BROOKSVILLE - Hernando County school teachers are making gains in the classroom, evaluations released this week indicate.
Teacher evaluation scores increased nearly 32 percent compared to 2012.
The scores show 48.7 percent of instructional staff are "highly effective," which is 16.4 percent higher than the state average, and 49.3 percent are "effective."
According to the evaluations, only 1.6 percent of Hernando teachers "need improvement," and none were "unsatisfactory."
By comparison, last year 16.8 percent of Hernando teachers were evaluated as "highly effective," which was 5.8 percent below the state average, and 81.9 percent were evaluated as "effective," or 7.3 percent below the state average.
"Our principals observed high quality instruction going on in the classroom, and the teachers were able to reach their individual professional development goals," said Eric Williams director of school improvement.
The teacher evaluations scores are based on a combination of student performance, principal-reviews of teachers' instructional practice, and professional development plans and responsibilities, which districts statewide are allowed to develop.
Westside Elementary School and Chocachatti Elementary School had some of the highest percentage shifts this year from the "effective" to "highly effective" category, both at a nearly 84 percent change, the evaluations show.
According to the Student Success Act of 2010, at least 50 percent of a performance evaluation must be based on data and indicators of student learning growth assessed annually, and measured by statewide assessments, including FCAT.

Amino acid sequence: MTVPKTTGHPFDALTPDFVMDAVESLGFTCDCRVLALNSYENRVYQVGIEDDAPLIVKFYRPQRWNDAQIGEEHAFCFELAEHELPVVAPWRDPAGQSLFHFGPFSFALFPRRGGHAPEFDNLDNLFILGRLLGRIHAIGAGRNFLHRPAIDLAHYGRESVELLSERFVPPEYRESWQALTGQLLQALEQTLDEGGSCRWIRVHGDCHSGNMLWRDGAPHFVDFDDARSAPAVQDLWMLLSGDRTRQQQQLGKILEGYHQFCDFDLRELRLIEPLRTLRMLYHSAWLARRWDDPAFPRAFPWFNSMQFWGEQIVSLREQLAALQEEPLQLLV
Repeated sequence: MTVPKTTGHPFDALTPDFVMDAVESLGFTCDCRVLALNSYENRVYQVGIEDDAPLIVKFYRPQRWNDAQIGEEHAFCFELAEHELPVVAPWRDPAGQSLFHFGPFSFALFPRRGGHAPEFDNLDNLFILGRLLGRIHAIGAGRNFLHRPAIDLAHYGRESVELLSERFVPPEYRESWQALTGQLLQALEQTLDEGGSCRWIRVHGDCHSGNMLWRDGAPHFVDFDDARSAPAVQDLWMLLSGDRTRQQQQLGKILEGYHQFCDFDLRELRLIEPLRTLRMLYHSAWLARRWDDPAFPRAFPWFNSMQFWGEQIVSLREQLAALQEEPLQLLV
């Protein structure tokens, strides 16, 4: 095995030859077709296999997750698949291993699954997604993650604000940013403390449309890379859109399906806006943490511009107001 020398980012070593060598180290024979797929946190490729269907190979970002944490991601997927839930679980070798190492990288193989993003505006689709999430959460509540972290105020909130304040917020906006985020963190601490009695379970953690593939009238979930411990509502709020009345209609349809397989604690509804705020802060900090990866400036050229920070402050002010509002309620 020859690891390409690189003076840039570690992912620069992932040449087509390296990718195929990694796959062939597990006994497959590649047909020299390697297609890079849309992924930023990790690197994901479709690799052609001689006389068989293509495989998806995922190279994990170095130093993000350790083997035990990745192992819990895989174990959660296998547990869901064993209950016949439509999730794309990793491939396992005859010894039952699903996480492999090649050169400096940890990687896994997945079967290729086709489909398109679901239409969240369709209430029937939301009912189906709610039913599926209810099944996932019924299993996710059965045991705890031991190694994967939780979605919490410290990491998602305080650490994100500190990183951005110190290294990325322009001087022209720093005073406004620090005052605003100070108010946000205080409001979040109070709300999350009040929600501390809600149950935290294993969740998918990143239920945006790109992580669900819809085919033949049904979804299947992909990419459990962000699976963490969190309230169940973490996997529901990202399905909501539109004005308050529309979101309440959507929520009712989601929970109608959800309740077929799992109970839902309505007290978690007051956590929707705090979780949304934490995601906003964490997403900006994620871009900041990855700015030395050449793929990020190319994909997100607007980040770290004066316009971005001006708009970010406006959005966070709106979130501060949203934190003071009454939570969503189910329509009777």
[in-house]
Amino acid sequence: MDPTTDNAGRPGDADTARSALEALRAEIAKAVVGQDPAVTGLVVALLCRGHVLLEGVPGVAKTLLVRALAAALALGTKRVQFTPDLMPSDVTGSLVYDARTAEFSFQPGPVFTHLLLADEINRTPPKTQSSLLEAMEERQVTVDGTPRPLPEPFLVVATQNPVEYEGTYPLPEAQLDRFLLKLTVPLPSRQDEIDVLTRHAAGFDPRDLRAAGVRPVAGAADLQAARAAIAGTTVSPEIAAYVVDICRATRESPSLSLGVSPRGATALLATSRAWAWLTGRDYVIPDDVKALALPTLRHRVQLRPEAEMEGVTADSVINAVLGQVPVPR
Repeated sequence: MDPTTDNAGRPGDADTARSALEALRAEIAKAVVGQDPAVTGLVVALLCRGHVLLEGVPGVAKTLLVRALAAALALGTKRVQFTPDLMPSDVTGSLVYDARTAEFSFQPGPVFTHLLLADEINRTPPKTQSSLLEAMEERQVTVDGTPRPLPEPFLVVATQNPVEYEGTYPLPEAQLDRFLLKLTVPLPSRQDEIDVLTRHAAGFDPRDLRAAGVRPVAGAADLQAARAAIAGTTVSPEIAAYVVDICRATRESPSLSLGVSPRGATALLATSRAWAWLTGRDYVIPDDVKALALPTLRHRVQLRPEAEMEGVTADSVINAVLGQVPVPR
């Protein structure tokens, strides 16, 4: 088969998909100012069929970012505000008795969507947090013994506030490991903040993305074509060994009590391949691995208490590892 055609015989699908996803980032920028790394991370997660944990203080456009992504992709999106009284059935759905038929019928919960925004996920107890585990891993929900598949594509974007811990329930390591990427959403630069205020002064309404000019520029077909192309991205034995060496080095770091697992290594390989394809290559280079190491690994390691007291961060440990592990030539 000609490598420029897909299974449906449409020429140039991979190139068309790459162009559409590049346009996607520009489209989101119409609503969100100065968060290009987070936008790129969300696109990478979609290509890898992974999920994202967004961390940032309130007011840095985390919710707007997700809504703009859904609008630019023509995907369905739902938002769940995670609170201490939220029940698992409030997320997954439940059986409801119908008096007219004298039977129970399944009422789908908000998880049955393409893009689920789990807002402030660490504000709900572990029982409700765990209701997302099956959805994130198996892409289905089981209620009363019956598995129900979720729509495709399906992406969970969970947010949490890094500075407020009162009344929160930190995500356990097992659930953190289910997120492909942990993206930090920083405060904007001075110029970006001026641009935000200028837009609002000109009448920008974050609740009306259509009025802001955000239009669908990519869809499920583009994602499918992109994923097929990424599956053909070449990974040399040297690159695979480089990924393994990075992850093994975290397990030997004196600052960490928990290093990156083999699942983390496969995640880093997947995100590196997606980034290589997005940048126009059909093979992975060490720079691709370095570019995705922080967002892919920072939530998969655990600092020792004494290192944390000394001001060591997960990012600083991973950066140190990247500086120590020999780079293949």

District-wide FCAT scores improved last year between 1 percent and 11 percent, depending on grade.
For teachers on a performance pay scale, an improved evaluation could mean a pay raise next year.
Details of the performance pay system for teachers still have to be worked out at the district level.
"It will affect pay if we were to go to performance pay salary," said Laurie Pellito, human resources coordinator for the district. "Some will be going on next year - we haven't finished that yet - but that will determine higher pay for those teachers who received 'highly effective' scores."
Not many other districts had the near perfect split between "highly effective" and "effective" teaching staff, Pellito said.
"It was up to each district to create their own system, and hopefully in the future the state will come up with some type of template, so it's even for everyone," she said.
Staring next year, districts wont have as much control over the evaluation of teachers.
The Student Success Act, passed in 2010, gives the state a greater say in the assessment of teachers.
New legislation also requires all districts fully implement revised salary schedules in the 2014-15 school year.
"Florida statute always had language in it that we had to primarily base evaluations on student performance, but there wasn't any meat to it, and no district did that," Pellito said. "The Student Success Act really changed this evaluation system."
According to state statute, those revised salary schedules are based upon a combination of student performance and professional practices, and have comparable performance evaluation standards across the state.
The bill has significantly changed the relationship between district-level administrators, school-based administrators, and teachers in the classroom, according to a 2013 legislative platform issued by the Florida Association of District School Superintendents.
"The cumulative impact of the statutory and regulatory demands on school districts has resulted in an inability of superintendents to operate and administer school districts in an efficient, business-like manner," the report states, noting the "inflexibility" of the Student Success Act. "Decision-making must return to the local level. Currently, local control and flexibility has eroded to the point that school districts may not even establish their own school calendar."